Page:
The Property Card Game
I often think that playing the property game, is like a game of cards. You have to best use the cards you have been dealt to greatest effect in order to achieve the right outcome, whilst not giving the game away. One is always trying to secure that elusive ace card, or at least to be treated like royalty.
However, the major difference in the property card game, is that the joker cards often remain in play. This can lead to some interesting results, however it’s not necessarily in the way you think. Afterall, can a fool really fool a fool?
This question often comes about when discussions about guide prices comes in to play and one needs to be wary on how to make the next move – let me explain.
I went to see a vendor, who had owned a property for nearly one year. They felt that by securing planning permission for a change of use, it had immediately added 25% in value. Sadly this was nowhere near the case. Whilst I could quote several sold property examples, statistical analysis and property market research – the vendor still felt that their home was worth a record amount above market rates. As such, I had to gracefully step aside and watch this game play out.
The vendor felt that as the market was accelerating so well, they could take advantage and chance their luck. However there were several major flaws with their thinking. Most importantly, buyers are very well informed and researched. They will have seen a mile off that the vendor was trying to bluff their way through, which will have been poorly received by them and stifled initial interest. Limited viewings, would have meant little chance of even starting a conversation about an offer.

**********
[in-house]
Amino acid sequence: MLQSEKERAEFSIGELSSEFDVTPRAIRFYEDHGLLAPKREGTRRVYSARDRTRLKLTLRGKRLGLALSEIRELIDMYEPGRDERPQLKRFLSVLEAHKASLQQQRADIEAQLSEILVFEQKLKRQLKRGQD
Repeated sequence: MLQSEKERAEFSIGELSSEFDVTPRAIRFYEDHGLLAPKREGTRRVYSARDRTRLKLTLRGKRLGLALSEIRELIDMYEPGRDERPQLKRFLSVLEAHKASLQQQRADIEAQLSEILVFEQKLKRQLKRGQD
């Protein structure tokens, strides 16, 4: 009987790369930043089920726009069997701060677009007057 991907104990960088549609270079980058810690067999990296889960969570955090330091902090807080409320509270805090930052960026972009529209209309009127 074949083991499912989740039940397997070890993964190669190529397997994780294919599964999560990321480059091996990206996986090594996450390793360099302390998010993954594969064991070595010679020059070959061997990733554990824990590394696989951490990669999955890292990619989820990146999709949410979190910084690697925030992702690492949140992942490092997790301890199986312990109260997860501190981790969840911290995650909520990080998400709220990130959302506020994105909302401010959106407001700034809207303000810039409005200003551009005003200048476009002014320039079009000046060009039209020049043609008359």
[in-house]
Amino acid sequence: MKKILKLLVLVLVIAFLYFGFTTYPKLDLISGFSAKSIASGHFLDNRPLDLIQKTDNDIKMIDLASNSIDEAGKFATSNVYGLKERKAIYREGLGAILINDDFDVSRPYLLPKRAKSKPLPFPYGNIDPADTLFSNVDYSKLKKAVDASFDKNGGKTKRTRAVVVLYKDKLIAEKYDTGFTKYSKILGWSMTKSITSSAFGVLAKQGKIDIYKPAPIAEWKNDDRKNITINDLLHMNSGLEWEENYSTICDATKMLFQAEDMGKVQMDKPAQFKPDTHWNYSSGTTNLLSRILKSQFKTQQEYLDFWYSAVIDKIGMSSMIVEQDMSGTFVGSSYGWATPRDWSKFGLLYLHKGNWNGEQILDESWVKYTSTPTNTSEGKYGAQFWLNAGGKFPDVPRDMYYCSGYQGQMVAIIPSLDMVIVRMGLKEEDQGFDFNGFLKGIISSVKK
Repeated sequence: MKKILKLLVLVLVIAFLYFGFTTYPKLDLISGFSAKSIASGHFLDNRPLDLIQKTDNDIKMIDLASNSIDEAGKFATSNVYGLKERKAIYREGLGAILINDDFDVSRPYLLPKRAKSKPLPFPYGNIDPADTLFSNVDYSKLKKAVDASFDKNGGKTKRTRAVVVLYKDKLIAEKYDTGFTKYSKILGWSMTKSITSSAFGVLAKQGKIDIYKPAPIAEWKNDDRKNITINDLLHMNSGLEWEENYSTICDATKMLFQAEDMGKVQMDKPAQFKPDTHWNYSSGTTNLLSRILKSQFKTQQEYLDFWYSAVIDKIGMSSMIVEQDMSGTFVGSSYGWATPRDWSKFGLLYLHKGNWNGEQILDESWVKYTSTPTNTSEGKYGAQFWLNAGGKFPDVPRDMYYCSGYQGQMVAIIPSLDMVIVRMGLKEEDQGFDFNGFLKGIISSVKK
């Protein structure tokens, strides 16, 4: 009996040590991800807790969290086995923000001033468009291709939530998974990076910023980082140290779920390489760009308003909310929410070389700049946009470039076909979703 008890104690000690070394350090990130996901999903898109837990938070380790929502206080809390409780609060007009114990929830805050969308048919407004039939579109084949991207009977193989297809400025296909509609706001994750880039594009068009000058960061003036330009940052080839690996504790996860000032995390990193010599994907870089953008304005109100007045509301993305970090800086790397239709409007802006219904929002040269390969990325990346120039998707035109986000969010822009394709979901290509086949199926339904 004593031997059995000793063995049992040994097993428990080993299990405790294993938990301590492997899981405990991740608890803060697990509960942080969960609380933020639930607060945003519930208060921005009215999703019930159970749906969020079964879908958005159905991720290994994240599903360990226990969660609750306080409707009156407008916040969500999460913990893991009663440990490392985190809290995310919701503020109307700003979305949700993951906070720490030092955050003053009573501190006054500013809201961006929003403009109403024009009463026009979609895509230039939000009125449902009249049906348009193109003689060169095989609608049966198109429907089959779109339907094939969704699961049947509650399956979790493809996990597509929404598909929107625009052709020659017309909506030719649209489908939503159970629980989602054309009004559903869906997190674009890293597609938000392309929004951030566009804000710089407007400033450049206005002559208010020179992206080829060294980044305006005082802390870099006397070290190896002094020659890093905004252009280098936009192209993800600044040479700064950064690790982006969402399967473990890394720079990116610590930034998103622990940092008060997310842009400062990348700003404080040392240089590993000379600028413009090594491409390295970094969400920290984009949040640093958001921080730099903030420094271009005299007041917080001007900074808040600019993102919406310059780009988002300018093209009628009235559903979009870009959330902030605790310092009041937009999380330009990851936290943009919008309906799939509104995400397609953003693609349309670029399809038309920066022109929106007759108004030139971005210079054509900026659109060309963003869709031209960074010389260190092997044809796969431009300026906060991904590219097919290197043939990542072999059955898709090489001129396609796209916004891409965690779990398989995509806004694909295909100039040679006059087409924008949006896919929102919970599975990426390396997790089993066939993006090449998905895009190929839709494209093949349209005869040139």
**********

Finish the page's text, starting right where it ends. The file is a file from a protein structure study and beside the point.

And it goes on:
As such the vendor would be left languishing in the market, would be faced with the inevitable price reduction, plus would have all this information recorded by the plethora of property websites, which immediately puts them on the back foot.
That said, I still couldn’t understand where these ideas of grandeur had come from. The vendor opened up and said that whilst other property professionals had corroborating thoughts, one had granted their wishes of a top valuation. This all now started to make a bit more sense.
The other side of the story was that the vendor was being played by an agent who was looking to build the number of instructions on their books and to use the vendor for marketing and promotion for their business. They knew that by sidling up to the vendor and agreeing with their heady aspirations, they would secure the instruction. However what was the end game?
You see, even if the vendor and agent managed to maintain their poker faces and secure a buyer at this top level – their solicitor, bank valuation and building survey would most likely put an immediate end to this dream by confirming that it was indeed an over-enthusiastic level. This house of cards would then come crashing down and no one likes going back to square one.
So is it the vendor or agent in this example who are playing the joker card? Afterall who was going to win? Sure enough, the property remains on the open market, there have been limited viewings and no offers. If only they had set their price more realistically from the outset. They would have secured more viewings and would in all likelihood agreed a sale by now, whilst still taking advantage of a strong market.
The lesson is to be wary when you play the property game – some players have a solid hand, others claim to have a royal flush, whilst others keep the jokers in play. However sometimes, you simply need an ace in the hole.